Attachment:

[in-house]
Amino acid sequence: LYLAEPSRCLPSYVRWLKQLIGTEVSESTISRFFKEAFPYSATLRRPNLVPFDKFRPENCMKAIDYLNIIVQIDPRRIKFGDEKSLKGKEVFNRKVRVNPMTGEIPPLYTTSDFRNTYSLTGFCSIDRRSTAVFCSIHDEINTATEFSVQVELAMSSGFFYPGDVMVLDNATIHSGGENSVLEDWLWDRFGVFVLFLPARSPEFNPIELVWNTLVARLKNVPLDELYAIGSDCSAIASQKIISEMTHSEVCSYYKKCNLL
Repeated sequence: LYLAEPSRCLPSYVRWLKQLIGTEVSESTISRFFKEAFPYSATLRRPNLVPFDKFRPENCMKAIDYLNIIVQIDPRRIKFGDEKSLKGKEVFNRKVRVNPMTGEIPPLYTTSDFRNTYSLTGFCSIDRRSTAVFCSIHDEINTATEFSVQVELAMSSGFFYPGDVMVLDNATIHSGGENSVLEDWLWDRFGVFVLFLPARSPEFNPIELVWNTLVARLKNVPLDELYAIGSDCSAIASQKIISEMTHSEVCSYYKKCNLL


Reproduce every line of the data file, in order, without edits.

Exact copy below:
[in-house]
Amino acid sequence: LYLAEPSRCLPSYVRWLKQLIGTEVSESTISRFFKEAFPYSATLRRPNLVPFDKFRPENCMKAIDYLNIIVQIDPRRIKFGDEKSLKGKEVFNRKVRVNPMTGEIPPLYTTSDFRNTYSLTGFCSIDRRSTAVFCSIHDEINTATEFSVQVELAMSSGFFYPGDVMVLDNATIHSGGENSVLEDWLWDRFGVFVLFLPARSPEFNPIELVWNTLVARLKNVPLDELYAIGSDCSAIASQKIISEMTHSEVCSYYKKCNLL
Repeated sequence: LYLAEPSRCLPSYVRWLKQLIGTEVSESTISRFFKEAFPYSATLRRPNLVPFDKFRPENCMKAIDYLNIIVQIDPRRIKFGDEKSLKGKEVFNRKVRVNPMTGEIPPLYTTSDFRNTYSLTGFCSIDRRSTAVFCSIHDEINTATEFSVQVELAMSSGFFYPGDVMVLDNATIHSGGENSVLEDWLWDRFGVFVLFLPARSPEFNPIELVWNTLVARLKNVPLDELYAIGSDCSAIASQKIISEMTHSEVCSYYKKCNLL